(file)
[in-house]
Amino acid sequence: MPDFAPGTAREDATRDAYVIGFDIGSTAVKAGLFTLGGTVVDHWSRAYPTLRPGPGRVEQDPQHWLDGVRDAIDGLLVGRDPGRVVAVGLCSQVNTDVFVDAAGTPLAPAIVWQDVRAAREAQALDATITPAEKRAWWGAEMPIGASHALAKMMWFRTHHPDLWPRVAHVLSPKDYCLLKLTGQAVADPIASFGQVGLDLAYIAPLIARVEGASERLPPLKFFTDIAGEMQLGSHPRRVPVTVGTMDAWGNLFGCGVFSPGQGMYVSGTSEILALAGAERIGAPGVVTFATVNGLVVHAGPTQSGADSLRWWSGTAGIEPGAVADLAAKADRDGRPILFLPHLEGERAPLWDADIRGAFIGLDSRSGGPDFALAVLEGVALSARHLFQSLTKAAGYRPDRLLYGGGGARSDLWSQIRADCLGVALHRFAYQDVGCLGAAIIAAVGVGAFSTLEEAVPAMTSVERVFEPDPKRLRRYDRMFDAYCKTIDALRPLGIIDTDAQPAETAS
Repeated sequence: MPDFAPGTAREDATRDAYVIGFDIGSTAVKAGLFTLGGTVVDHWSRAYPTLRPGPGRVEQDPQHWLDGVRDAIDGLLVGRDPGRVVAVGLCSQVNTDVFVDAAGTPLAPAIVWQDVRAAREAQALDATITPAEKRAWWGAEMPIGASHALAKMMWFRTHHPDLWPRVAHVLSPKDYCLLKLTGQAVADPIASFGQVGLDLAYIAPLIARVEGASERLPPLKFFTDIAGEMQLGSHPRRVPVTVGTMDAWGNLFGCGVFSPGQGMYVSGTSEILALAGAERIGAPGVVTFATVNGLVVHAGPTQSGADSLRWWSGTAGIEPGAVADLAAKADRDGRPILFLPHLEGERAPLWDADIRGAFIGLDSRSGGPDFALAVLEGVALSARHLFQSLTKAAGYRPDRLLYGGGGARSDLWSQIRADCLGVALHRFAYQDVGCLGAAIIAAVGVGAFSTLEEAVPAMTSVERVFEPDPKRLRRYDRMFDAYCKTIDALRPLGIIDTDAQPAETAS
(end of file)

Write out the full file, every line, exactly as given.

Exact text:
[in-house]
Amino acid sequence: MPDFAPGTAREDATRDAYVIGFDIGSTAVKAGLFTLGGTVVDHWSRAYPTLRPGPGRVEQDPQHWLDGVRDAIDGLLVGRDPGRVVAVGLCSQVNTDVFVDAAGTPLAPAIVWQDVRAAREAQALDATITPAEKRAWWGAEMPIGASHALAKMMWFRTHHPDLWPRVAHVLSPKDYCLLKLTGQAVADPIASFGQVGLDLAYIAPLIARVEGASERLPPLKFFTDIAGEMQLGSHPRRVPVTVGTMDAWGNLFGCGVFSPGQGMYVSGTSEILALAGAERIGAPGVVTFATVNGLVVHAGPTQSGADSLRWWSGTAGIEPGAVADLAAKADRDGRPILFLPHLEGERAPLWDADIRGAFIGLDSRSGGPDFALAVLEGVALSARHLFQSLTKAAGYRPDRLLYGGGGARSDLWSQIRADCLGVALHRFAYQDVGCLGAAIIAAVGVGAFSTLEEAVPAMTSVERVFEPDPKRLRRYDRMFDAYCKTIDALRPLGIIDTDAQPAETAS
Repeated sequence: MPDFAPGTAREDATRDAYVIGFDIGSTAVKAGLFTLGGTVVDHWSRAYPTLRPGPGRVEQDPQHWLDGVRDAIDGLLVGRDPGRVVAVGLCSQVNTDVFVDAAGTPLAPAIVWQDVRAAREAQALDATITPAEKRAWWGAEMPIGASHALAKMMWFRTHHPDLWPRVAHVLSPKDYCLLKLTGQAVADPIASFGQVGLDLAYIAPLIARVEGASERLPPLKFFTDIAGEMQLGSHPRRVPVTVGTMDAWGNLFGCGVFSPGQGMYVSGTSEILALAGAERIGAPGVVTFATVNGLVVHAGPTQSGADSLRWWSGTAGIEPGAVADLAAKADRDGRPILFLPHLEGERAPLWDADIRGAFIGLDSRSGGPDFALAVLEGVALSARHLFQSLTKAAGYRPDRLLYGGGGARSDLWSQIRADCLGVALHRFAYQDVGCLGAAIIAAVGVGAFSTLEEAVPAMTSVERVFEPDPKRLRRYDRMFDAYCKTIDALRPLGIIDTDAQPAETAS